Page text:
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Biochemistry. 1997 Mar 4;36(9):2724-32.

Difference in the binding mode of two mannose-binding proteins: demonstration of a selective minicluster effect.

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  • 1Department of Biology, Johns Hopkins University, Baltimore, Maryland 21218, USA.

Abstract

Serum-type and liver-type mannose-binding proteins (MBP) are both present in higher animals and both are composed of a carbohydrate-recognition domain (CRD) and a collagenous domain. Although known as mannose-binding proteins, these proteins bind N-acetylglucosamine and other related sugars quite well. An earlier specificity study using cloned CRD portions of both types of MBP from rat [Childs, R. A., Feizi, T., Yuen, C.-T., Drickamer, K., & Quesenberry, M. (1990) J. Biol. Chem. 265, 20770-20777] revealed that the liver MBP CRD binds the trimannosyl core structure of N-glycosides, whereas the serum MBP CRD does not. We studied the substrate preferences of these CRDs using both solid and solution phase assays, testing monosaccharides, glycoproteins, and synthetic cluster ligands. While there was no significant difference in the monosaccharide binding specificities of the two CRDs, they displayed very different affinities for natural glycoproteins and mannose-containing cluster glycosides. Most interestingly, synthetic cluster ligands with two terminal GlcNAc moieties have affinity equal to monovalent GlcNAc ligands toward both CRDs, whereas a series of structurally similar Man-terminated divalent ligand displays about 20-fold enhanced affinity toward liver CRD only. A plausible explanation is that the liver MBP CRD has two sugar binding sites per subunit, one of which binds only mannose, and the other, both mannose and N-acetylglucosamine. In contrast, the serum MBP CRD has only one site of the latter type. Results of isothermal titration calorimetry support this hypothesis.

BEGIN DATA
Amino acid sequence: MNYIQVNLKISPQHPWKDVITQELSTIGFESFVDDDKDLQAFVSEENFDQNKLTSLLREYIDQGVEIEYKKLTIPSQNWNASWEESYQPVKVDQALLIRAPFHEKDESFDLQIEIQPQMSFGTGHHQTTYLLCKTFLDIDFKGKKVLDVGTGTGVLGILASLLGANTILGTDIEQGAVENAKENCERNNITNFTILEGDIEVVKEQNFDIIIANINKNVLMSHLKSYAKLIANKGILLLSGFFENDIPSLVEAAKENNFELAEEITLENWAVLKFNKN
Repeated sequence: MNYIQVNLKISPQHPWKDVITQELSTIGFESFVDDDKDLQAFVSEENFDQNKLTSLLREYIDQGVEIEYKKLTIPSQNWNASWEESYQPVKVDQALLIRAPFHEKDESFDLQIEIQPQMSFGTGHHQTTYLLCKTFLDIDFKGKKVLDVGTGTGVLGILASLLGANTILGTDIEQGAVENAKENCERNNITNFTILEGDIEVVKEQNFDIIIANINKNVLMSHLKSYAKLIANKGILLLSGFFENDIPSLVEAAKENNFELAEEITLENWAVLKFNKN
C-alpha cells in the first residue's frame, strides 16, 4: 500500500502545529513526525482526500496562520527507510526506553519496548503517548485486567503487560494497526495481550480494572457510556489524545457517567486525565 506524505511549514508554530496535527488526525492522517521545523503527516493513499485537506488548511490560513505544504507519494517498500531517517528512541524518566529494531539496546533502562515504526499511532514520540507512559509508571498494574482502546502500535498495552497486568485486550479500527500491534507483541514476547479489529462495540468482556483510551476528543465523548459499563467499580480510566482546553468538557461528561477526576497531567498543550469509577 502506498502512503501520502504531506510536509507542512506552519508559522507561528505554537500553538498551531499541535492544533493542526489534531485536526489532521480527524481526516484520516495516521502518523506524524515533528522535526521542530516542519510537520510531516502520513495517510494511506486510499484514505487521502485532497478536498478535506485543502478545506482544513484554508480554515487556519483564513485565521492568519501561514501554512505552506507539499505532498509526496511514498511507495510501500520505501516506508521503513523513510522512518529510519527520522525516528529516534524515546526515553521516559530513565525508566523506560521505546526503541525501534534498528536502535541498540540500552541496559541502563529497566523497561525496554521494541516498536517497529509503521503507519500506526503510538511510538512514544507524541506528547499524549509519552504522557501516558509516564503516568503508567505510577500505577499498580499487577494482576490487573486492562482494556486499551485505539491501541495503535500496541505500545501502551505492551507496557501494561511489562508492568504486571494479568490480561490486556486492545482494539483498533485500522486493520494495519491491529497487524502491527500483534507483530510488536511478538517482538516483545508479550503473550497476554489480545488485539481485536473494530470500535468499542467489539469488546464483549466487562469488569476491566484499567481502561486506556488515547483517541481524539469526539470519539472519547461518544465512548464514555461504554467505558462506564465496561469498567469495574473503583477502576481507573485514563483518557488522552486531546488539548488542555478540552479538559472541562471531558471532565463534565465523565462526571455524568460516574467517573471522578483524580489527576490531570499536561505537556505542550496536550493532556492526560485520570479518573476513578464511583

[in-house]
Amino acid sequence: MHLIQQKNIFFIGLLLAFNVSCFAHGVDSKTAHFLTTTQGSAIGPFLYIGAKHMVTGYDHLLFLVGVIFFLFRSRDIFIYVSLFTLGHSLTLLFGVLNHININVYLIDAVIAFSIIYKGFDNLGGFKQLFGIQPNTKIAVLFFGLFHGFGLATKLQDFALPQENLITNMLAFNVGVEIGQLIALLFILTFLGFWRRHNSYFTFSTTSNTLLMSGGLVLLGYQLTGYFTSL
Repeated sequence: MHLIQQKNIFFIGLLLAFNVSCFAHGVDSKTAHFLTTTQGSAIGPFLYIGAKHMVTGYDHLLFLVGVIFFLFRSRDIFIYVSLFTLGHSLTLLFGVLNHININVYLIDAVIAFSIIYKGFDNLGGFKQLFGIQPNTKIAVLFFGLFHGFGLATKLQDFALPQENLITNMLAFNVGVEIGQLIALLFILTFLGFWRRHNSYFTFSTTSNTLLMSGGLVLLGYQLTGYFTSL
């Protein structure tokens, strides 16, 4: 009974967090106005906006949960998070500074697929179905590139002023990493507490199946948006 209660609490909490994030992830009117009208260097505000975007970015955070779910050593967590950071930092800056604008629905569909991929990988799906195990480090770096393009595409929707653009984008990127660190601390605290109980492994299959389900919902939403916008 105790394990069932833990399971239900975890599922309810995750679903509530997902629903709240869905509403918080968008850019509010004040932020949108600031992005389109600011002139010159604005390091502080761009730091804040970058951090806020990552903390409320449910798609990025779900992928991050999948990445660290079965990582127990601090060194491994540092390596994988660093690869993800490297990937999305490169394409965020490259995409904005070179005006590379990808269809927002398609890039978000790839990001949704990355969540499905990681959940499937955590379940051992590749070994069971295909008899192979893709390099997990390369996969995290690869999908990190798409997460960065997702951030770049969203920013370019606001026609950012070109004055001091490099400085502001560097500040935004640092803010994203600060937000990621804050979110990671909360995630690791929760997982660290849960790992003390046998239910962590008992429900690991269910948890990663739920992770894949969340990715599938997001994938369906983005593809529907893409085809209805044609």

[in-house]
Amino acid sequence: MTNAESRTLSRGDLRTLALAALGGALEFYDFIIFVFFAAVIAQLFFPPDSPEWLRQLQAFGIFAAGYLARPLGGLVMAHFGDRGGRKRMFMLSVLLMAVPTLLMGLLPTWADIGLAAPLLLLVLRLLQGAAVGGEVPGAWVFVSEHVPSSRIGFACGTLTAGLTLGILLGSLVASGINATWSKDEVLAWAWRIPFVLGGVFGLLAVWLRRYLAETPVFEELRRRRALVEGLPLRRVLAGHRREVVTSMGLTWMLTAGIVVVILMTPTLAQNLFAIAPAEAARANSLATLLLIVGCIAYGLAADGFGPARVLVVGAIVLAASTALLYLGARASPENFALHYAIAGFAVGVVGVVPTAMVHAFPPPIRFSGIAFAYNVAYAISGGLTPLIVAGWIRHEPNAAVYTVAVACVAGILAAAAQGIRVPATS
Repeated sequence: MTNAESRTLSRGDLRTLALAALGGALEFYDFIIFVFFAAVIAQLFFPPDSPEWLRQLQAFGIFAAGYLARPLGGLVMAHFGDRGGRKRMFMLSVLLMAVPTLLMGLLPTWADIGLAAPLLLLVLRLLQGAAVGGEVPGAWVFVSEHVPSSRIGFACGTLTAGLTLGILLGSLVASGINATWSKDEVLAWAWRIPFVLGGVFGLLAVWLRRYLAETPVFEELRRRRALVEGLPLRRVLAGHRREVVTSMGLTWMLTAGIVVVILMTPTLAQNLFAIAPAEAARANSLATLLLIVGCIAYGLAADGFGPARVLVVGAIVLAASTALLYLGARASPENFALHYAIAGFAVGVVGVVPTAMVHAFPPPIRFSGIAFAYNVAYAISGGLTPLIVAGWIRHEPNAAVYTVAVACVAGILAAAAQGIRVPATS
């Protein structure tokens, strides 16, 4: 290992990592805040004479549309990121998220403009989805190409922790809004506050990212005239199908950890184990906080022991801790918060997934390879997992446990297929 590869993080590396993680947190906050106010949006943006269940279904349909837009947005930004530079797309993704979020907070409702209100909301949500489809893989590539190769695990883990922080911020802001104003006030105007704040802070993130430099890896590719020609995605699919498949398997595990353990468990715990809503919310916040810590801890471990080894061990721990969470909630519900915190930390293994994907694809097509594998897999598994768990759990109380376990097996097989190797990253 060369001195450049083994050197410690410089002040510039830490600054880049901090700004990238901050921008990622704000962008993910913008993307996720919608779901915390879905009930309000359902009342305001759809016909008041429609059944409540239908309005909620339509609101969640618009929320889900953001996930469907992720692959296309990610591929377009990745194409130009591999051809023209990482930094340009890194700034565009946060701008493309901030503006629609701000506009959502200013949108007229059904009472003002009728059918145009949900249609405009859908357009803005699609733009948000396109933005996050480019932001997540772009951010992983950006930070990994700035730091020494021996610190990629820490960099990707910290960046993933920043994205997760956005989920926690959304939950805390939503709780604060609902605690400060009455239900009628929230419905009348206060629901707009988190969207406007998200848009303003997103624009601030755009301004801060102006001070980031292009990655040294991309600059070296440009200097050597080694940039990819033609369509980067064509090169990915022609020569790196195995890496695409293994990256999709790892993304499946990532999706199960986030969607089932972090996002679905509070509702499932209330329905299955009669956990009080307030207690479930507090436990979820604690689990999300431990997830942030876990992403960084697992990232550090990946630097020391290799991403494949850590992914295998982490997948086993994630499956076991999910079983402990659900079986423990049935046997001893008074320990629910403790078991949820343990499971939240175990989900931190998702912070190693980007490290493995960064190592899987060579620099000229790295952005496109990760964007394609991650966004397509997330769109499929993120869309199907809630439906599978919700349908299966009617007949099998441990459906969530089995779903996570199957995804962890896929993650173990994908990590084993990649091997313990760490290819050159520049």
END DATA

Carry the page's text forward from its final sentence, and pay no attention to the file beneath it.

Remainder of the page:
PMID:
9054581
[PubMed - indexed for MEDLINE]
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